John Ericson (BAD DAY AT BLACK ROCK) plays Lt. Niles Ord, who serves with the U.S. Cavalry in 1870s Oregon.
Niles grew up among Oregon Indian tribes and knows them well. Niles is immediately in conflict with his new commanding officer (Edward Platt), a by-the-book know-it-all who's also a jealous man whose wife (Lola Albright) knew Niles years ago.
Niles has rescued Little Deer (Toni Gerry), who was kidnapped to be the bride of Black Eagle (H.M. Wynant), and all-out war between the Indians and Cavalry ensues.
OREGON PASSAGE is well staged, with colorful location shooting in Deschutes National Forest. Ericson's cavalry officer is someone worth rooting for, and the film's sympathetic treatment of some Indian characters, including Little Deer and Niles's best friend Nato (Paul Fierro) is a nice change of pace.
To be sure, OREGON PASSAGE is far from a perfect Western. It's all been done before, and the martinet commanding officer and his unhappy wife are particularly cliched characters. The script by Jack DeWitt could have done a lot more to develop the stories and characters, as he had quite a large cast and a number of relationships which could have been more deeply developed, but it's all pretty by-the-numbers.
At times it's also a little more brutally violent than I care for, though not to such an extent that I didn't enjoy the film.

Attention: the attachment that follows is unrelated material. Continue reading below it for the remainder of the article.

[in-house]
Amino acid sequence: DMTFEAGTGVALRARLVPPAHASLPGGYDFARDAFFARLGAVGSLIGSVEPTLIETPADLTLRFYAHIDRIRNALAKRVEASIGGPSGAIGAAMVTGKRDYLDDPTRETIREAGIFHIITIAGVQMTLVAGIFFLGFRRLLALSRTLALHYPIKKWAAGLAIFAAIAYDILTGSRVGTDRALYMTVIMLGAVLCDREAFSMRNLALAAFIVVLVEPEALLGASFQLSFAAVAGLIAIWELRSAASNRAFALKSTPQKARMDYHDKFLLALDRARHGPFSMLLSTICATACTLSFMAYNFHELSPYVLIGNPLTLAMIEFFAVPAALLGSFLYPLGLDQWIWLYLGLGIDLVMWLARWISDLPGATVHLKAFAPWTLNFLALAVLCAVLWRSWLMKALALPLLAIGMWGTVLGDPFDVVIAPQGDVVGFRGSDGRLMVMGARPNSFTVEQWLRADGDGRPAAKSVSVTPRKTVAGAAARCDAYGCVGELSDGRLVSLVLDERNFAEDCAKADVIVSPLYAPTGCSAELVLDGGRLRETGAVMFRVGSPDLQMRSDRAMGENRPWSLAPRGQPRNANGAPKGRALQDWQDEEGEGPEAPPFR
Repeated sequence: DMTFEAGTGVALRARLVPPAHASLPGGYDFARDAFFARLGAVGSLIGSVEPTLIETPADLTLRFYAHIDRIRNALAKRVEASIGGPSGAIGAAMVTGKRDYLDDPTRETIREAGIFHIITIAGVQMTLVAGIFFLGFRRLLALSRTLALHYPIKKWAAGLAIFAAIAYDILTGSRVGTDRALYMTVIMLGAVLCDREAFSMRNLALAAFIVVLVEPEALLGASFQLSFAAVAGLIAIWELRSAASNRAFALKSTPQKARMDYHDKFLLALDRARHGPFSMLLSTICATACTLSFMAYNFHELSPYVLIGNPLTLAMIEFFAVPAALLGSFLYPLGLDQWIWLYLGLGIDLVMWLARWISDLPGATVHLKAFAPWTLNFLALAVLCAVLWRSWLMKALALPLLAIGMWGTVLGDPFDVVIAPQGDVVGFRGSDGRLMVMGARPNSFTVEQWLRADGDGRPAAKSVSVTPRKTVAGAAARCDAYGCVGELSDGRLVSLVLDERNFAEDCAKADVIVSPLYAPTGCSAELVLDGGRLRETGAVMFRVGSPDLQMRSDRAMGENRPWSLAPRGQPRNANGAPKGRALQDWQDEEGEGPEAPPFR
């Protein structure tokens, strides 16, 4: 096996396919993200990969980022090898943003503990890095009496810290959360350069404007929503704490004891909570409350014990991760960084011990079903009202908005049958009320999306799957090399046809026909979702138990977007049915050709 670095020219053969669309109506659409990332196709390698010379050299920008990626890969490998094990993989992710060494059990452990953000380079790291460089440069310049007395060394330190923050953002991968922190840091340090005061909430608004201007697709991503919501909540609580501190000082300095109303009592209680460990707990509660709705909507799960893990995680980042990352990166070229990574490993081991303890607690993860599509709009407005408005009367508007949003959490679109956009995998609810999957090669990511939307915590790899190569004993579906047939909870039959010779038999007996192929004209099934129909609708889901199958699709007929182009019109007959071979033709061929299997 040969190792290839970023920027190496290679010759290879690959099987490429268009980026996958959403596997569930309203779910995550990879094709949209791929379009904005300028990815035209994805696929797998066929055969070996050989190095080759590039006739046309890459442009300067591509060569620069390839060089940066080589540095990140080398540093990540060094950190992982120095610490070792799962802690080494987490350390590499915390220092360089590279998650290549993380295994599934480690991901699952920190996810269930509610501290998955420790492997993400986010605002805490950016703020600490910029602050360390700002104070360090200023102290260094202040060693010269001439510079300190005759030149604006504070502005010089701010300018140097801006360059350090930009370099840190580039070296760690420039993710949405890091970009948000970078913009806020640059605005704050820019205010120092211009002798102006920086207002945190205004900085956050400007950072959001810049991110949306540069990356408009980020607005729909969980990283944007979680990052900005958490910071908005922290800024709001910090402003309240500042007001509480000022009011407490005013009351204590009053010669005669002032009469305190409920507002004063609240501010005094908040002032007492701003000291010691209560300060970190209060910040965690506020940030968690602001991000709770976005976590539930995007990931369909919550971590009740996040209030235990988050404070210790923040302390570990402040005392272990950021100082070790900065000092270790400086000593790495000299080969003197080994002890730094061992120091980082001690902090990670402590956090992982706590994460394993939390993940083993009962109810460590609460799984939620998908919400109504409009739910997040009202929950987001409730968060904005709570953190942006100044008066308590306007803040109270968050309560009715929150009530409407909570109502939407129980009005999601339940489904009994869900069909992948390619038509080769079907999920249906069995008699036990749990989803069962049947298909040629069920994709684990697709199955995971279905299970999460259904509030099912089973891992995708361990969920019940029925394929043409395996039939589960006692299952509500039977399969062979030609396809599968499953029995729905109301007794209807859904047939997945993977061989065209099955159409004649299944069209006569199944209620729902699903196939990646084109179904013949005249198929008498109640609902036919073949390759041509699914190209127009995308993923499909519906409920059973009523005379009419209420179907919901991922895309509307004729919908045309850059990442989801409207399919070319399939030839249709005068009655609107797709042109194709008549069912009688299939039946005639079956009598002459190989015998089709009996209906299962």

All that said, one of the things I enjoy about Westerns is seeing the different ways tried-and-true stories play out, and OREGON PASSAGE has enough going for it to at least be worth a look for Western fans. I found it entertaining despite its shortcomings. The movie runs a well-paced 80 minutes.
The supporting cast includes Judith Ames (WHEN WORLDS COLLIDE), who as Rachel Ames was a longtime star of GENERAL HOSPITAL. Her parents were character actors Byron Foulger and Dorothy Adams.
Jon Sheppod, Walter Barnes, and Harvey Stephens also star.
OREGON PASSAGE was directed by Paul Landres and filmed by Ellis Carter.
The widescreen Warner Archive DVD of OREGON PASSAGE is of variable visual quality; at times it's quite an attractive print and in other scenes the color is faded or tinged with green. There are no extras.
Thanks to the Warner Archive for providing a review copy of this DVD. Warner Archive releases are MOD (manufactured on demand) and may be ordered from the Warner Archive Collection at the WBShop.